Bumpass Hell Trail is Closed Due to Effects of the Dixie Fire
Start: Bumpass Hell parking area, 7 miles from the Southwest Entrance
Round-trip Distance: 3 miles
Round-trip Time: 2 hours
Terrain: Gradual climb first mile then 200-foot descent into basin
Elevation: 8,200 - 8,400 feet
Trail Surface: Packed gravel
Width: 48" to basin overlook; trails into basin are narrow
Season: Approximately June through October
360-degree photos of the basin
Bumpass Hell Trail provides access to the largest hydrothermal area in the park. The trail is open in the summer and fall only. Learn more about the winter/spring closure. Parking for this popular trail is limited and is often full mid-morning to early afternoon, especially on weekends. The three-mile, round-trip hike is easy to moderate in difficulty and is popular with hikers of all ages. Vault toilets are available only at the trailhead, there are no restrooms on the trail or in the basin. Pets are not permitted on any park trails.
How to Hike This Trail Safely
Hiking the Bumpass Hell Trail involves risk. Learn more about general hiking safely in this high-elevation and remote park. Special considerations for this trail include:
- Shade is limited on this trail. Hikers are encouraged to wear or bring a hat and carry water.
- Winter conditions can persist through the summer months, especially in the forested sections of the trail. Wear proper footwear (good tread, ankle support, closed toe) and consider using trekking poles to help maintain balance. Knee and ankle injuries are the most common visitor injury in the park.
- Stay on established trails and boardwalks in/around the basin. Ground in hydrothermal areas can look solid but may actually be a thin crust hiding pools of acidic boiling water or mud. Visitors have been severely injured by traveling off-trail in these areas.
- Water and mud in hydrothermal areas is acidic. Do not put water or mud from park hydrothermal areas on your skin. Even water that is cool to the touch is acidic and can irritate or burn your skin with prolonged exposure.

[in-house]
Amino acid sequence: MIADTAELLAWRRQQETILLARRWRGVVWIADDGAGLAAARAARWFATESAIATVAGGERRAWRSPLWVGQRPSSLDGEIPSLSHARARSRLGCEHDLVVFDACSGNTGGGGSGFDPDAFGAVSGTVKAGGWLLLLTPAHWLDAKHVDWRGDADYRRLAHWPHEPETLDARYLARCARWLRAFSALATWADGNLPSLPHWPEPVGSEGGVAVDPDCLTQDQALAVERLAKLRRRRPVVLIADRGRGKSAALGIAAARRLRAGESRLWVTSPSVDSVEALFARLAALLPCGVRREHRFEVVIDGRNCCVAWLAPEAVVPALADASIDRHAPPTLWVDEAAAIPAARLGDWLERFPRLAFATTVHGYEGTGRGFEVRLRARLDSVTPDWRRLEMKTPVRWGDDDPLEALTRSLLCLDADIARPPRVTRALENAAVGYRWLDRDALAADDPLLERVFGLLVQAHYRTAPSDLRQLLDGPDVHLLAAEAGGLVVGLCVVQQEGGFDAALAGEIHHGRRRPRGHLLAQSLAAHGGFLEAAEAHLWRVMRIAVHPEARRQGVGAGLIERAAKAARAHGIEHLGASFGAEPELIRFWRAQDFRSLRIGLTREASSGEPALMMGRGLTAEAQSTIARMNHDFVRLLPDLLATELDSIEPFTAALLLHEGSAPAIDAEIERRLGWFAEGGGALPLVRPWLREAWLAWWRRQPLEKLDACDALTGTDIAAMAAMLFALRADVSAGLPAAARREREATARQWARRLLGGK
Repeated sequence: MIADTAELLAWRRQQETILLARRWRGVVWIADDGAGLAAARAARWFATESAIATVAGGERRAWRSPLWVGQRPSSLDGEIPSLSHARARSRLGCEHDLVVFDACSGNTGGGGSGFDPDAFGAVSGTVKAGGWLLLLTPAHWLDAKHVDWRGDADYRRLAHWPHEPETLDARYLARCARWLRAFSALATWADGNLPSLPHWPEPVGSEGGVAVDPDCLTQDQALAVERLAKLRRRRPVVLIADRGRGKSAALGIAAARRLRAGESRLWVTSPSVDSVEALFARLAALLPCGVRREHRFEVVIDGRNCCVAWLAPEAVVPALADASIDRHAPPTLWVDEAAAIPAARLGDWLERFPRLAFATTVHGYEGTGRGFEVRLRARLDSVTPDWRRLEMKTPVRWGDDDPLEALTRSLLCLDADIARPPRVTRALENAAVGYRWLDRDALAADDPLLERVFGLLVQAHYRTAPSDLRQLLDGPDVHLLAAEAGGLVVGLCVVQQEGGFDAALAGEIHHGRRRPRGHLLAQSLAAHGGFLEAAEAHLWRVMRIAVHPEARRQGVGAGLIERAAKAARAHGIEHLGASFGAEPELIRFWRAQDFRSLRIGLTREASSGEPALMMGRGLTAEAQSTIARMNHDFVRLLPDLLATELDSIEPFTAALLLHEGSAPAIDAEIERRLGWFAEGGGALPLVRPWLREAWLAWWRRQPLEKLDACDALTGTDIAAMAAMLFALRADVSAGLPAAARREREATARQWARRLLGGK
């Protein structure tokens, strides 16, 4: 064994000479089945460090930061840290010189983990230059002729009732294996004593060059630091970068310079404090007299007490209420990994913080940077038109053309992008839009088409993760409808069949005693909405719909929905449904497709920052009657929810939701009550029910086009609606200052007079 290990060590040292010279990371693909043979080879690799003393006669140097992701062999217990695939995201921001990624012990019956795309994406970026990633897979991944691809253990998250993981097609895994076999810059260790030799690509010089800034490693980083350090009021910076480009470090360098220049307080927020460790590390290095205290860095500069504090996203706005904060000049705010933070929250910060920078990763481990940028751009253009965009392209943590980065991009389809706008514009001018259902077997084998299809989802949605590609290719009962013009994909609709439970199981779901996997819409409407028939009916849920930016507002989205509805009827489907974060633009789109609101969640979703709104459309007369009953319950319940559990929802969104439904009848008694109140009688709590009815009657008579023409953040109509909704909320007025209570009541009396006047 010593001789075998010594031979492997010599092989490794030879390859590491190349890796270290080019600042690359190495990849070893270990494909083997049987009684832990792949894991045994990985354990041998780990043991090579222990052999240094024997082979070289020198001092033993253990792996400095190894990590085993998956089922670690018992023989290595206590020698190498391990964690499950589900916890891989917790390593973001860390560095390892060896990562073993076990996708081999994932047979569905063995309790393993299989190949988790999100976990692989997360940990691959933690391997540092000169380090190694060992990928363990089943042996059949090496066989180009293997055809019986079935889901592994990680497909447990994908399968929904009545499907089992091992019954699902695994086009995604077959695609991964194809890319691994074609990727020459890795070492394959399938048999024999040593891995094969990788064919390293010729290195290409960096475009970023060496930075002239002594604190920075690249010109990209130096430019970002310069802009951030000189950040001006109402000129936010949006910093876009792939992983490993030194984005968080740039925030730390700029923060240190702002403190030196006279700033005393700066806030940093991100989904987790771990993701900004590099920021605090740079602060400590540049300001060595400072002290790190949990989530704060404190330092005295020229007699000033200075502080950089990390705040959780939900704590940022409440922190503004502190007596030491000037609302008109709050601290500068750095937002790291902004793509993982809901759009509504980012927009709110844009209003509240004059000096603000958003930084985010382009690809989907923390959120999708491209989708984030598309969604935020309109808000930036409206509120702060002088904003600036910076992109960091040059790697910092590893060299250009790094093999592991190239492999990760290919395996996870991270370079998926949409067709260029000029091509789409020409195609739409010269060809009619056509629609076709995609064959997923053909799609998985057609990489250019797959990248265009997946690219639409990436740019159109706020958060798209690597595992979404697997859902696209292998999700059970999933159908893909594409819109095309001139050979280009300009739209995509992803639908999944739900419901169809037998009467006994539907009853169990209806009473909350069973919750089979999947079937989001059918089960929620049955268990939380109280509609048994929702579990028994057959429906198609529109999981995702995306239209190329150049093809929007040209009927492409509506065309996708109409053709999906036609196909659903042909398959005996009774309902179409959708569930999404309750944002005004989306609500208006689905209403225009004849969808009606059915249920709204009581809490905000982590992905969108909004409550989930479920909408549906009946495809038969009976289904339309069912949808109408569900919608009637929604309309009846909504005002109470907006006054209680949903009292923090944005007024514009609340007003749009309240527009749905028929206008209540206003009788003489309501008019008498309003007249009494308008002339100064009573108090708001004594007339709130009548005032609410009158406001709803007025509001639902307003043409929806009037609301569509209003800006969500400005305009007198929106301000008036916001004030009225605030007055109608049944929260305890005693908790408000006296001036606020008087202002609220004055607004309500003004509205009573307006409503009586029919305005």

- Hiking at high elevation can aggravate preexisting medical conditions. Know the effects of altitude. Carry plenty of water, take often, and do not exceed your abilities.
The trail to reach Bumpass Hell is at a high elevation and receives significant snowpack. The Bumpass Hell Trail is closed throughout spring and often into early summer due to severe snow/ice hazards. On average, it opens by Fourth of July weekend, however actual opening dates vary with each year's snowpack.
The trail to reach Bumpass Hell is at a high elevation and receives significant snowpack. The Bumpass Hell Trail is closed throughout spring and often into early summer due to severe winter hazards. On average, it opens by Fourth of July weekend, however actual opening dates vary with each year's snowpack. View alternatives during closure below.
Previous Opening Dates
*Closure and delayed opening for rehabilitation project.
Alternatives to Bumpass Hell Trail
Consider one of these alternatives if Bumpass Hell Trail is closed, too crowded, or you are just looking for something new:
- Stop by Sulphur Works hydrothermal area, the most easily accessed hydrothermal area in the park.
- Take a day trip to the Warner Valley Area and enjoy an easy or moderate hike to one or more hydrothermal areas including (distances are round-trip): Boiling Springs Lake (3.0 mi), Devils Kitchen (4.4 mi), and Terminal Geyser (5.8 mi).
- Access Bumpass Hell basin via the Cold Boiling Lake Trail (5.2 mi). Note that this is a longer and more challenging hike than the Bumpass Hell Trail. You can also expect snow on this trail through June or sometimes July. If the Kings Creek Picnic Area and trailhead is not yet open for the season due to snow, you may park in a pullout along the highway and walk in (be prepared for significant snowpack).
Last updated: October 12, 2021